Like the Yellowstone caldera in the United States, the Phlegraean Fields have previously demonstrated a capacity for titanic eruptions. In antiquity, the Romans believed that the god Vulcan lived inside the Solfatara crater within the Phlegraean Fields, and that the jets of steam and sulfurous gases that still emerge from the dormant volcano were driven by the workings of his forge.
There's even archaeological evidence suggesting that a Phlegraean eruption some 37,000 to 39,000 years ago was so massive, it may have killed large segments of the extant Neanderthal population, either directly or by causing a volcanic winter.
Now, the massive supervolcano is showing
signs of awakening.
This was the first time the creation of a volcano was observed in the historical record. Many of the Italians living in the area at the time left detailed records of the multi-stage eruption sequence and the observed behavior of the volcano itself.
In the 18th century, King Charles of Naples conducted excavations in the nearby town of Pozzuoli and uncovered an unusual set of columns that (eventually) rewrote our understanding of geology.
A 19th century drawing of the pillars
The columns in question were part of the marcellum (marketplace) of the old Roman colony of Puteoli.
What made them unusual is the band of borings visible across all three columns. These borings are created by lithophaga, or date mussels, when they attach themselves to coral or rock outcroppings.
Since mussels live underwater, these borings were proof that the columns of Pozzuoli had spent an extensive period of time underwater. Historians and scientists in the 17th and 18th centuries were well aware that there were cities that existed in antiquity that now dwelt beneath the waves.
What they lacked was any understanding of the geologic processes that could drive these events, especially given that the marcellum columns had clearly been built above water, submerged to a depth of at least seven meters (based on the banding), and then re-emerged at a later date.
Today, we know that land can rise or fall as magma or water move into or out of a specific area.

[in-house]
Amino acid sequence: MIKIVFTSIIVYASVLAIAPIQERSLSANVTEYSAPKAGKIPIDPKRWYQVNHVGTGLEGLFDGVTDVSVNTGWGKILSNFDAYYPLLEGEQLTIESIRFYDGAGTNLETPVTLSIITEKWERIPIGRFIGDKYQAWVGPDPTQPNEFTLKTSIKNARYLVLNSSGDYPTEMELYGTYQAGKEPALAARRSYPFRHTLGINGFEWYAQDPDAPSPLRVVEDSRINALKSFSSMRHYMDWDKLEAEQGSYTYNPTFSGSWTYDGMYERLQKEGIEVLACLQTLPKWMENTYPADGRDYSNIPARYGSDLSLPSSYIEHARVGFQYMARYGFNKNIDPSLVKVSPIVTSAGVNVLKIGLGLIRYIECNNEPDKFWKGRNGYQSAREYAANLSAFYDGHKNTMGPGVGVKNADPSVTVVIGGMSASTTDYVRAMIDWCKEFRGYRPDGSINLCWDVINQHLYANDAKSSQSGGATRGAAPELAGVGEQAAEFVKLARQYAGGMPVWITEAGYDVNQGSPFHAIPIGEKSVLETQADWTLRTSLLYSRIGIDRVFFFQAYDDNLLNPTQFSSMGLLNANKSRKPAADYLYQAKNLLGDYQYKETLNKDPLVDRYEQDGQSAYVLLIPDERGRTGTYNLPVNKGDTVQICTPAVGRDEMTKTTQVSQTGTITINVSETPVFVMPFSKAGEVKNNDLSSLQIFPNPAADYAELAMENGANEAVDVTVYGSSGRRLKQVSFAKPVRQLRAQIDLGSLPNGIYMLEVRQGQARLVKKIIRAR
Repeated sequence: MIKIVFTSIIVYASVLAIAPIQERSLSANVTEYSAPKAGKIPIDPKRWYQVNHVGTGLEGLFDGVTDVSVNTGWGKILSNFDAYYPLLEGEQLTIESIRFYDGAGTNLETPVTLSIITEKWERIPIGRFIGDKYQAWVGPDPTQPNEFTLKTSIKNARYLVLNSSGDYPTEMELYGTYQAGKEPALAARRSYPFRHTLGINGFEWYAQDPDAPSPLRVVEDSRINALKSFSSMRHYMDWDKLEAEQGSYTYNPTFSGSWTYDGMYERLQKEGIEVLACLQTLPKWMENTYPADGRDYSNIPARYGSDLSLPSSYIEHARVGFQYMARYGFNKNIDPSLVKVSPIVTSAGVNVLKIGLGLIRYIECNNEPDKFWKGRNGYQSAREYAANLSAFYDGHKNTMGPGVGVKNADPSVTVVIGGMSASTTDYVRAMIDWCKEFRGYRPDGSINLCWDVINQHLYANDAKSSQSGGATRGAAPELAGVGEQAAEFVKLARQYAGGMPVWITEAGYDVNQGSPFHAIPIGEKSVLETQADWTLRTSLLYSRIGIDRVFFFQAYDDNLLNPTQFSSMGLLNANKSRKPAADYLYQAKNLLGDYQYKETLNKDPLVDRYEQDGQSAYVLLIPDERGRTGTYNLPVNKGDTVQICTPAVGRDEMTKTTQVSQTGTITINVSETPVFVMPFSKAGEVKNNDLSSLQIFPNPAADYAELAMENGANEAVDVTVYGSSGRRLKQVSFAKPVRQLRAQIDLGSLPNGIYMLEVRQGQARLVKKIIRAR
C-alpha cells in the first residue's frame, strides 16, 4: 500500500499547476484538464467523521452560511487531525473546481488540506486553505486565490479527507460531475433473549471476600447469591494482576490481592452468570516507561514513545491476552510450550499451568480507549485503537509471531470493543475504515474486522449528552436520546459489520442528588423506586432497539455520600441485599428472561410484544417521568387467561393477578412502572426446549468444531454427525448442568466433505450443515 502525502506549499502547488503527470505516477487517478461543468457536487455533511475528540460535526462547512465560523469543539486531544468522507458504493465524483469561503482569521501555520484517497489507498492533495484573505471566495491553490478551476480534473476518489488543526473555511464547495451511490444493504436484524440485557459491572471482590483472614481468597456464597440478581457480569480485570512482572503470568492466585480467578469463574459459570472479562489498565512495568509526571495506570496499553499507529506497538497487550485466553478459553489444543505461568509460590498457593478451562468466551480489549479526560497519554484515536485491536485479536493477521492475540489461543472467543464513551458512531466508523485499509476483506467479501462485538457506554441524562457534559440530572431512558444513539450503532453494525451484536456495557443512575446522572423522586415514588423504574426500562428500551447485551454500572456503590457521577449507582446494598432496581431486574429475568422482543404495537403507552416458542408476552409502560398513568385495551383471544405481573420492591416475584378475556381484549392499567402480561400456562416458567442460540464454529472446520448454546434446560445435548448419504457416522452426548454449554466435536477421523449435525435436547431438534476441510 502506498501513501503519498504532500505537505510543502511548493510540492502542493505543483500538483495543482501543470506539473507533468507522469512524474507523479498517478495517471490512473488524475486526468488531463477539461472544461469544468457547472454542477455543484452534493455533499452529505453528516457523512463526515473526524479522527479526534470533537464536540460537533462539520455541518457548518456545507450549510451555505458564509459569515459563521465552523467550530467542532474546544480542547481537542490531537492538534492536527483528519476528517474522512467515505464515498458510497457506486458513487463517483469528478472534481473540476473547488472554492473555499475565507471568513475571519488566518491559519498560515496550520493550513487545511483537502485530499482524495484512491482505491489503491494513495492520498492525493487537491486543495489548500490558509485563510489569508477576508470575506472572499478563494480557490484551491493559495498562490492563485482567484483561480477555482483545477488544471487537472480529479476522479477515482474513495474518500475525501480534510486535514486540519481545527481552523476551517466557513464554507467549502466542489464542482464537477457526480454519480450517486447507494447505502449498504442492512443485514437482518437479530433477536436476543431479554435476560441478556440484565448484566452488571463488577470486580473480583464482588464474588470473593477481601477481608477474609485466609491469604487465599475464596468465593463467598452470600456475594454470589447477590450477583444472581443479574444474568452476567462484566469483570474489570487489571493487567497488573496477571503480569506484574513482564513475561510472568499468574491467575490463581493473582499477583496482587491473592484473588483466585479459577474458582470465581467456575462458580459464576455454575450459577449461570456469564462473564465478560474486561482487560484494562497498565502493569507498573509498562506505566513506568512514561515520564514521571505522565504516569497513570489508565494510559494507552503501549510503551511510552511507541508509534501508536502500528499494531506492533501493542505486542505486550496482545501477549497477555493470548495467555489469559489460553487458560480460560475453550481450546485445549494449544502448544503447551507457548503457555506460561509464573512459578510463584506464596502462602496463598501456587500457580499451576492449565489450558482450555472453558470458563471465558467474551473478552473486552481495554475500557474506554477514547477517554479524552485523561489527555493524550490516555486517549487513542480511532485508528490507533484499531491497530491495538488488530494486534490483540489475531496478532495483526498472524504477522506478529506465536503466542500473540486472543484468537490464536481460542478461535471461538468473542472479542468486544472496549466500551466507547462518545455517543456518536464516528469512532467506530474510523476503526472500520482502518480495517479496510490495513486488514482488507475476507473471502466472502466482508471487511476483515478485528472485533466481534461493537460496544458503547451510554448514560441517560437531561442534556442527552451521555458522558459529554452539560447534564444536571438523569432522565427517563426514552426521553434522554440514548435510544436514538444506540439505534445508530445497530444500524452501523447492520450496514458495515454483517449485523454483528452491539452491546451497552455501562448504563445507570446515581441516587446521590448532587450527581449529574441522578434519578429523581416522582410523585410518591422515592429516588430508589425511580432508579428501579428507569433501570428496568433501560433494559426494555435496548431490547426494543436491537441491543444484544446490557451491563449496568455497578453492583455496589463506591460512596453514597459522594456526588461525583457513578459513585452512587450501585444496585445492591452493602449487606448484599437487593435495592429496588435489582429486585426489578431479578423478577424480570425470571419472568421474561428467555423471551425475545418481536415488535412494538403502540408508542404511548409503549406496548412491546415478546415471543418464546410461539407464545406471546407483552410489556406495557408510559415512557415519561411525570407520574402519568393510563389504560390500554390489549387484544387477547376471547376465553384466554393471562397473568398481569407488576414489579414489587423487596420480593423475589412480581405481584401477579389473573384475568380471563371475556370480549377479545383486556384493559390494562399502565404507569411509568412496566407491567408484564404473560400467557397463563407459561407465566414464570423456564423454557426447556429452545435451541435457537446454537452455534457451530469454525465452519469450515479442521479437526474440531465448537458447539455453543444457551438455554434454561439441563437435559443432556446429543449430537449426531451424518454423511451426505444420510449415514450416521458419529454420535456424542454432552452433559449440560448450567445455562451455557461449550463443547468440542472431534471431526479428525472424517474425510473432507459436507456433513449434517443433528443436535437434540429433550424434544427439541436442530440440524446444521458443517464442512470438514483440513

This is known as bradyseism and it explains how the columns rose and fell so dramatically without toppling or sustaining damage. From 1968 to 1972, the Campi Flegrei area rose 1.7 meters, followed by a second 1.8 meter rise from 1982-1984.
From 2012-2013 the area rose an additional four inches, but this time scientists found evidence that the uplift was driven by magma shifts, specifically, rather than hydrothermal activity.
The critical concern of the researchers (Magmas Near the Critical Degassing Pressure Drive Volcanic Unrest towards a Critical State) is that the magma beneath the Phlegraean Fields may reach what they call Critical Degassing Pressure, or CDP. Deep within the Earth, molten rock is subject to tremendous pressure.
As it rises towards the surface, the decreased pressure allow volatile gases to begin separating from the molten stone itself. What this research suggests is that there is a tipping point at which reduced pressure injects huge amounts of steam into the surrounding rock strata.
From here, what happens is uncertain. In theory, releasing that much steam could cool the magma, stopping the eruption cold. Alternately, it could destabilize the rock, accelerating the deformation process and resulting in a full-scale eruption.
While the absolute risk is still relatively small, Campi Flegrei has been quite active in recent decades, in ways that suggest it could be preparing to erupt.
With half a million people living in Naples and the surrounding area, a sudden eruption could be catastrophic. While there's no evidence yet that the volcano is definitively preparing a Mt. Tambora-equivalent blast, a new volcanic winter could imperil millions of lives across the globe.
For the curious, the 1815 eruption of Mt. Tambora caused the Year Without A Summer in 1816.
Worldwide temperatures fell 0.4-0.7°C, while temperatures in Europe plunged by up to 3°C. North American farms recorded snow in June and July with frosts every single month. In Europe, food crises proliferated across multiple countries.
1816 was the worst famine in 19th century Europe, with huge storms and unusual rainfall patterns causing widespread flooding. An equivalent eruption today in the heart of Italy would be catastrophic for weather patterns in Europe and Asia.
Modern technology has come a long way since the 1800s, but it's not as if farmers can just transform their existing fields into greenhouses on a massive scale.